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Daniel Bor (Cambridge, UK)

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Herzog (Penguin Classics)
Herzog (Penguin Classics)
by Saul Bellow
Edition: Paperback

2 of 2 people found the following review helpful
5.0 out of 5 stars Superlative US novel about an academic's touch with madness, 27 Sep 2008
Stunning novel about a middle aged academic almost driven insane by various personal and ideological crises, but who eventually manages to find some peace after experiencing events that finally seem to connect him with reality. I absolutely adored the quality of style and character, and although the plot is incredibly thin, you don't care because it is constructed so brilliantly to allow all those fascinating, perfectly described reminiscences. Definitely I was generally having that feeling of sickening jealousy for the sheer ability demonstrated, albieit in quite a showy way. There are many incredible lines, either simply involving profound observations on life, or via the wonderful eye for character details that Bellow has. The use of letters as a kind of stream of consciousness device works fantastically. Herzog's character is one of the most stunningly rich and real I've ever come across in literature, and the peripheral characters also feel very real and vivid. This novel seems incredibly autobiographical, in fact, and many of the details probably were taken from Bellow's life. The only slight criticism I have is that in one or two places it felt a little contrived. Ramona is obviously set up as the "healthy" choice and feels slightly thin for it. And why oh why would Herzog keep his gun in his pocket when visiting his daughter? This to me seemed totally unbelievable, and merely a silly device. But these tiny quibbles aside, this is definitely one of the best American novels I've ever read.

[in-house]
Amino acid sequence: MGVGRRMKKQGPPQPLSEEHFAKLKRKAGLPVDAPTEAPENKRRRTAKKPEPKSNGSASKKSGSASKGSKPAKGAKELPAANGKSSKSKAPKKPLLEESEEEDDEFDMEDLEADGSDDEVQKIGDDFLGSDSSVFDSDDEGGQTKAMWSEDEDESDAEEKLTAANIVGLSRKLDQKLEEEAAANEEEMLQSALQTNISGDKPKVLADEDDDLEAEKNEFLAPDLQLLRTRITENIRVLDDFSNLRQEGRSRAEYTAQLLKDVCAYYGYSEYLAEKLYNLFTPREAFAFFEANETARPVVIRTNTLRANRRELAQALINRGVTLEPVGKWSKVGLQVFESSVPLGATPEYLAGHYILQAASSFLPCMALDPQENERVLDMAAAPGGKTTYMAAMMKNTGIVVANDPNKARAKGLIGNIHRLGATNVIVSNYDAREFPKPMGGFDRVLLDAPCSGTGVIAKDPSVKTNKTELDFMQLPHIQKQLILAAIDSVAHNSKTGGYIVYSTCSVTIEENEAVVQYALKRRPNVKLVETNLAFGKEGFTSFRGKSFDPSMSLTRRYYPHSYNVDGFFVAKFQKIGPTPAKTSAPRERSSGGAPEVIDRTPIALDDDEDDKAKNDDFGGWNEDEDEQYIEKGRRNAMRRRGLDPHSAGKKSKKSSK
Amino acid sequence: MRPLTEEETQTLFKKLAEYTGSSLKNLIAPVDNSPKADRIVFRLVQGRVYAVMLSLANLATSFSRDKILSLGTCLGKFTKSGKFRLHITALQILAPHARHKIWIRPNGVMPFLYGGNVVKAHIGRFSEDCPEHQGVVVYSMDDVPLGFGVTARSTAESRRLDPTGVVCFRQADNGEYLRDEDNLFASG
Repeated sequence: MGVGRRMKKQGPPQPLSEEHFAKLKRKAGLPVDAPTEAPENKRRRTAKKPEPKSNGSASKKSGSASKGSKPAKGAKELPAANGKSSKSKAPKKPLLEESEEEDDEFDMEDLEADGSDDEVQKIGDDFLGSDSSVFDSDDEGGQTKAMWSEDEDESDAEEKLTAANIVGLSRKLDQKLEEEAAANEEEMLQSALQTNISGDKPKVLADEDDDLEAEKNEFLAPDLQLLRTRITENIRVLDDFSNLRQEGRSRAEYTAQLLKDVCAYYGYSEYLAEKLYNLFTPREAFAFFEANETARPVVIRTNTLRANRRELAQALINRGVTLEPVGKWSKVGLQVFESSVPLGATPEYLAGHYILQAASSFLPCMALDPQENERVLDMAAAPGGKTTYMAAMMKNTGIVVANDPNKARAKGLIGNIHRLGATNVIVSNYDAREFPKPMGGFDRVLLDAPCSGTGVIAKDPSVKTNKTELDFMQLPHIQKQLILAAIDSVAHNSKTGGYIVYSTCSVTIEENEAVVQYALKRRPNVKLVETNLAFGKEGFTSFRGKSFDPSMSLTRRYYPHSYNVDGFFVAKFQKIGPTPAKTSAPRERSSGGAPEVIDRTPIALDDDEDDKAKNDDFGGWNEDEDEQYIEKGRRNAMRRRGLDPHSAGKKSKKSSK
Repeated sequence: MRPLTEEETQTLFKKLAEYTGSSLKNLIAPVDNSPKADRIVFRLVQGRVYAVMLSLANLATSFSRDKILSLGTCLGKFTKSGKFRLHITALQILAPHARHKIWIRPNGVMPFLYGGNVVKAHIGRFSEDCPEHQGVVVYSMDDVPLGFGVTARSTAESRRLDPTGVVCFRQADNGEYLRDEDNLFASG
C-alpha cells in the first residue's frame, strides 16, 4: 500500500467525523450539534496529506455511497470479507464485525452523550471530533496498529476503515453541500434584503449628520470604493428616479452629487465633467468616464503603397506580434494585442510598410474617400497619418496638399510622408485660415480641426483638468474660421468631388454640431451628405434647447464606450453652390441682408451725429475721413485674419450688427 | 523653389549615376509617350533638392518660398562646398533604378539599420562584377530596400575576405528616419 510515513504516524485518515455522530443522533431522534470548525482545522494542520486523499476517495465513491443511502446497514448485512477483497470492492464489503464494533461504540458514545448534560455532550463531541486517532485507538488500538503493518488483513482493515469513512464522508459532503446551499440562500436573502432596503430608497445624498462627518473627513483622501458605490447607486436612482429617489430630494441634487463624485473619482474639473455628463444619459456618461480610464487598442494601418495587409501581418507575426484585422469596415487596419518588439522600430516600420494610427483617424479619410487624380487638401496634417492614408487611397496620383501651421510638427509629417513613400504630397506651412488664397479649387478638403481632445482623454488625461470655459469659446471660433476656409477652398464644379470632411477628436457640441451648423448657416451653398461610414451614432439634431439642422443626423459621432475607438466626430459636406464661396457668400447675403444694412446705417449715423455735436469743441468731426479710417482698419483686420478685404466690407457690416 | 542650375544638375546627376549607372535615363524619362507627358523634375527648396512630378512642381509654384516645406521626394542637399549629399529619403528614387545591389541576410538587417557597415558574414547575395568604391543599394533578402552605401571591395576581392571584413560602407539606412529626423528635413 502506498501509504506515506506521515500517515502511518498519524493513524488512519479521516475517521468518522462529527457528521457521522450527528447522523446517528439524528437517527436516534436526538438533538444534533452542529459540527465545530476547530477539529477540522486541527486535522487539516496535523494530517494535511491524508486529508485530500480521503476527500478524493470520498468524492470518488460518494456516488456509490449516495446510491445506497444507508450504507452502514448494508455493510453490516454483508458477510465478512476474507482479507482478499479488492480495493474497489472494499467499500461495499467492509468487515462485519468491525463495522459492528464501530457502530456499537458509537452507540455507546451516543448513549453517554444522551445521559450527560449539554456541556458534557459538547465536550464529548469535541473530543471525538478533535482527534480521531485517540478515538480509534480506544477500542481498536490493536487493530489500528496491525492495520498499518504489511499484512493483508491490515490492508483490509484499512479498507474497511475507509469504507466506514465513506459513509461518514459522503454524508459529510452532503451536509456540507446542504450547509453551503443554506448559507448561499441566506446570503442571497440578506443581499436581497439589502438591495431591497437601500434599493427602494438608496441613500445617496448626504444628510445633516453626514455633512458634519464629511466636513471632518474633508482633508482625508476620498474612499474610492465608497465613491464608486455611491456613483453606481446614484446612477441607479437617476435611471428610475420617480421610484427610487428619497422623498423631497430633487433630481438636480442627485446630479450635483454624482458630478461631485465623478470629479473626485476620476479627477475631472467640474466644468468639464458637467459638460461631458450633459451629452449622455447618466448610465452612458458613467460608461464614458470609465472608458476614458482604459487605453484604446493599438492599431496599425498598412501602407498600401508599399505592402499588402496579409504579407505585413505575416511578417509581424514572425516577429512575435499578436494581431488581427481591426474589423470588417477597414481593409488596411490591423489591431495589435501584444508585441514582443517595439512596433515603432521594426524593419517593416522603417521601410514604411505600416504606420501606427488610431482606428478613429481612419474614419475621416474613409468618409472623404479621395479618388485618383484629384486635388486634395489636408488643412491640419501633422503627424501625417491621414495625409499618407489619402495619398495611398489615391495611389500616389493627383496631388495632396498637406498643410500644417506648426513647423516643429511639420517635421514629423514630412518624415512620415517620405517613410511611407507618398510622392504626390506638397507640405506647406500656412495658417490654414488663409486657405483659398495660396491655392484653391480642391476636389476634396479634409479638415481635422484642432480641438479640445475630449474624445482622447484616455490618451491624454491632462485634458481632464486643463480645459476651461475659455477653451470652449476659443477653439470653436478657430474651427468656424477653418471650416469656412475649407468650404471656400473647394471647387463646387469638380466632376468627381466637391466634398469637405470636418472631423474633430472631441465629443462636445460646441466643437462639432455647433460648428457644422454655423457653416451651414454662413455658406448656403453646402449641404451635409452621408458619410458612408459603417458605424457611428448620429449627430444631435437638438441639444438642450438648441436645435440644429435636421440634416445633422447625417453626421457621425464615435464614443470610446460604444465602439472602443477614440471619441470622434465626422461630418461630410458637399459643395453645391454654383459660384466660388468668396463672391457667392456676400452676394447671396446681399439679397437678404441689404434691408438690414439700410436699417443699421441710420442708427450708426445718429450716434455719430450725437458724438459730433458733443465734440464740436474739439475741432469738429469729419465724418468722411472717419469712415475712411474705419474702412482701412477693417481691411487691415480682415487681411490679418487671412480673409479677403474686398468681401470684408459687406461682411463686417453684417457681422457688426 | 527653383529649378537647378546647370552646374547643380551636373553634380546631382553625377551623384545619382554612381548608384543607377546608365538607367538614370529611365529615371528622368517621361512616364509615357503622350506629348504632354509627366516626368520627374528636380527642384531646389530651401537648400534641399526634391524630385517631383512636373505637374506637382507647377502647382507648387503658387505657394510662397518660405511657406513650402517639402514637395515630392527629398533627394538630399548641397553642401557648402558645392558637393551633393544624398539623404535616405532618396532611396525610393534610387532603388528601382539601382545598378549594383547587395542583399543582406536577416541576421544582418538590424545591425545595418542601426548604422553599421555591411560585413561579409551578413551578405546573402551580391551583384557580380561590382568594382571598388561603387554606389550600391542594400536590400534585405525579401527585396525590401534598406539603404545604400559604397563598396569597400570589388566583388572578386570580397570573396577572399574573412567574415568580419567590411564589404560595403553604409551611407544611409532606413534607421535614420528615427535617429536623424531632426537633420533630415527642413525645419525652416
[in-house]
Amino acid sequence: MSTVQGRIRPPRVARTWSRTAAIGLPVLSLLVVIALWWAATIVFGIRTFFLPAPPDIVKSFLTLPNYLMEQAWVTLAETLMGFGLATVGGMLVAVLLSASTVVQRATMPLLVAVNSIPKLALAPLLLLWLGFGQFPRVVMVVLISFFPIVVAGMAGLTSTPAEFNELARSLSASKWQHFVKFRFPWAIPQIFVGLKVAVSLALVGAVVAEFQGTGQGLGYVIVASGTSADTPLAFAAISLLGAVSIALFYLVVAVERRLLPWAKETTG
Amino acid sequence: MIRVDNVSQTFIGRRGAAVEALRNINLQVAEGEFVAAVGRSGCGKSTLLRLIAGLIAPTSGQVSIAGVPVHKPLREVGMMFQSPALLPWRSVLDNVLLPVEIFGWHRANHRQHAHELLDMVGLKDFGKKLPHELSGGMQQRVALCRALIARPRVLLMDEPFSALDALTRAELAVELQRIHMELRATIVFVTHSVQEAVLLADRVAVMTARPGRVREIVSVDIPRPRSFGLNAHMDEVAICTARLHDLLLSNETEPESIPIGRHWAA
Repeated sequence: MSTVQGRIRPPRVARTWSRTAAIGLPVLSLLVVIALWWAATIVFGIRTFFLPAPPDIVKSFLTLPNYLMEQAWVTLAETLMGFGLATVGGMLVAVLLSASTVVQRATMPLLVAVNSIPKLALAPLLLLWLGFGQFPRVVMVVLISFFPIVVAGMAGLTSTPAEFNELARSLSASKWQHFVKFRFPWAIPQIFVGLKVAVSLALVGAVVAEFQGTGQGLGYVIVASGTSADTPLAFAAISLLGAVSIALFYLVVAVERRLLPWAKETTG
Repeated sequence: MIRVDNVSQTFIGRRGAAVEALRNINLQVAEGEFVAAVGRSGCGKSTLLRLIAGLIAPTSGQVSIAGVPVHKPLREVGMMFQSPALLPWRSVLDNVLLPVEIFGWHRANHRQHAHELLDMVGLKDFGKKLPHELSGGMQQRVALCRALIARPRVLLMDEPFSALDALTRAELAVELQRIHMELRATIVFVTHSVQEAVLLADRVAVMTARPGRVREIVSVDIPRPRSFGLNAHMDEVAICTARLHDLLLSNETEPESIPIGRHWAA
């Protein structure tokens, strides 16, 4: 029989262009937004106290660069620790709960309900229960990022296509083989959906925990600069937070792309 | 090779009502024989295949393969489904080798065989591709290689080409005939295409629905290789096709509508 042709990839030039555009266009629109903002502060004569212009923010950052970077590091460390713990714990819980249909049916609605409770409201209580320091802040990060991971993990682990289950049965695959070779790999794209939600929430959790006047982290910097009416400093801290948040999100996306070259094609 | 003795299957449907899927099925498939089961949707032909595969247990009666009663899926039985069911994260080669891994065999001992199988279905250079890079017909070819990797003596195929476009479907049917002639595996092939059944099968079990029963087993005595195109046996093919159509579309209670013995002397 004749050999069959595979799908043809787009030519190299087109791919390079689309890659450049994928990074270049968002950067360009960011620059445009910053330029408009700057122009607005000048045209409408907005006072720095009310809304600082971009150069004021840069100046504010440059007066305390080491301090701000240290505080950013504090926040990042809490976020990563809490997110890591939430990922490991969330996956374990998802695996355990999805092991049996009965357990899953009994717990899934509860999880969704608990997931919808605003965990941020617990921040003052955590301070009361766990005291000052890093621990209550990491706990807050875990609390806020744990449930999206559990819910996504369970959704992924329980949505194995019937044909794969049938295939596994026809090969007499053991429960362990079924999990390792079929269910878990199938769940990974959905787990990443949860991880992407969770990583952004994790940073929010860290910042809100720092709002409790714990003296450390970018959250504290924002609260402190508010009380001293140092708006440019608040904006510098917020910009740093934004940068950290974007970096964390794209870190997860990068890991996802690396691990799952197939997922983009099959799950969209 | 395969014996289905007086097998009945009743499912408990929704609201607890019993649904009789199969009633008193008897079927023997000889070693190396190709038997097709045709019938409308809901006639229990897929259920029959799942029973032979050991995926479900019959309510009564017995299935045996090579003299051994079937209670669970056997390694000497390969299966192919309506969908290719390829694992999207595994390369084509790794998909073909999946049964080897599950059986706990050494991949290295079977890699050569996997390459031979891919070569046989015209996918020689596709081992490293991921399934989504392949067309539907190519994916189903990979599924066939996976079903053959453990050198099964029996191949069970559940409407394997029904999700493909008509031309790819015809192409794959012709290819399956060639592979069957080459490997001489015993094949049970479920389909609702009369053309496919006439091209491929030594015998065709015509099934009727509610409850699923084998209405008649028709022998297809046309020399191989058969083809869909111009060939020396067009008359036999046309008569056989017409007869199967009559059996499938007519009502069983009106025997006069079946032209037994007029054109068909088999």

The Book Thief
The Book Thief
by Markus Zusak
Edition: Paperback
Price: 3.99

5 of 7 people found the following review helpful
3.0 out of 5 stars Engaging, well paced, but also immature and stylistically flawed, 27 Sep 2008
This review is from: The Book Thief (Paperback)
Not just essentially a children's book, but a rather immaturely written novel, centring on a warm-hearted German family in a small village near Munich around the time of WWII. The narrator is Death, which is an interesting device, since it allows a useful distance, almost an innocence, to reign over the proceedings. But I don't believe this device was fully worked out, as one never really understands how Death works - is he omnipotent, as is implied in some places, or almost completely ignorant, as is implied in others? Also, Death allows the novel to talk a lot about "souls" and "hearts", which seriously weakened it for me. The plot is well-paced, very engaging, and includes some fascinating, believable details about the hardships of trying to survive amidst the war - for these reasons I did enjoy reading the novel, and was even moved in places. However, it's also rather sentimental, shies away from the full brutality of events, and constantly borders on the simplistic. The style is too fussy, too inventive, and some of the language is just ridiculous in its attempts to generate vivid metaphors. There are many other semi-adult books out there that deal with WWII and the holocaust so much better (Maus particularly springs to mind).

Kafka On The Shore (Vintage Magic)
Kafka On The Shore (Vintage Magic)
by Haruki Murakami
Edition: Paperback
Price: 6.29

9 of 11 people found the following review helpful
3.0 out of 5 stars Fascinating, compelling, but also annoyingly convoluted., 27 Sep 2008